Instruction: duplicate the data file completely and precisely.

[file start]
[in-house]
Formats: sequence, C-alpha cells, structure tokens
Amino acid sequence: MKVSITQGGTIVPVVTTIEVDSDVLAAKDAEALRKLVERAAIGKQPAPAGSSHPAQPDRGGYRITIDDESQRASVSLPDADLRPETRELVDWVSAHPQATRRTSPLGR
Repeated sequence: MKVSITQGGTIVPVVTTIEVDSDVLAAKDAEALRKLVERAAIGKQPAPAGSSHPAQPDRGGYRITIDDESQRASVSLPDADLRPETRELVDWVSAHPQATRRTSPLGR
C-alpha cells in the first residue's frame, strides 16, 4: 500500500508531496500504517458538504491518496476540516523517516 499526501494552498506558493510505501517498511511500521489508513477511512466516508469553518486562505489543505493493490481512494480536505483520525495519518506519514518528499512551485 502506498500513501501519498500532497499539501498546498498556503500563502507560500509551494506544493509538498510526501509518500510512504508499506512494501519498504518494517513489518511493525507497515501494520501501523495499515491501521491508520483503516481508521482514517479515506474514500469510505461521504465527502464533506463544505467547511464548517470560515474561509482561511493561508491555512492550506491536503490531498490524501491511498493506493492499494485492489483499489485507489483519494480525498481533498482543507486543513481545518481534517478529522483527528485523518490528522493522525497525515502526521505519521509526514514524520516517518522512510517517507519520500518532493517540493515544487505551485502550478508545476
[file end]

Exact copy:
[in-house]
Formats: sequence, C-alpha cells, structure tokens
Amino acid sequence: MKVSITQGGTIVPVVTTIEVDSDVLAAKDAEALRKLVERAAIGKQPAPAGSSHPAQPDRGGYRITIDDESQRASVSLPDADLRPETRELVDWVSAHPQATRRTSPLGR
Repeated sequence: MKVSITQGGTIVPVVTTIEVDSDVLAAKDAEALRKLVERAAIGKQPAPAGSSHPAQPDRGGYRITIDDESQRASVSLPDADLRPETRELVDWVSAHPQATRRTSPLGR
C-alpha cells in the first residue's frame, strides 16, 4: 500500500508531496500504517458538504491518496476540516523517516 499526501494552498506558493510505501517498511511500521489508513477511512466516508469553518486562505489543505493493490481512494480536505483520525495519518506519514518528499512551485 502506498500513501501519498500532497499539501498546498498556503500563502507560500509551494506544493509538498510526501509518500510512504508499506512494501519498504518494517513489518511493525507497515501494520501501523495499515491501521491508520483503516481508521482514517479515506474514500469510505461521504465527502464533506463544505467547511464548517470560515474561509482561511493561508491555512492550506491536503490531498490524501491511498493506493492499494485492489483499489485507489483519494480525498481533498482543507486543513481545518481534517478529522483527528485523518490528522493522525497525515502526521505519521509526514514524520516517518522512510517517507519520500518532493517540493515544487505551485502550478508545476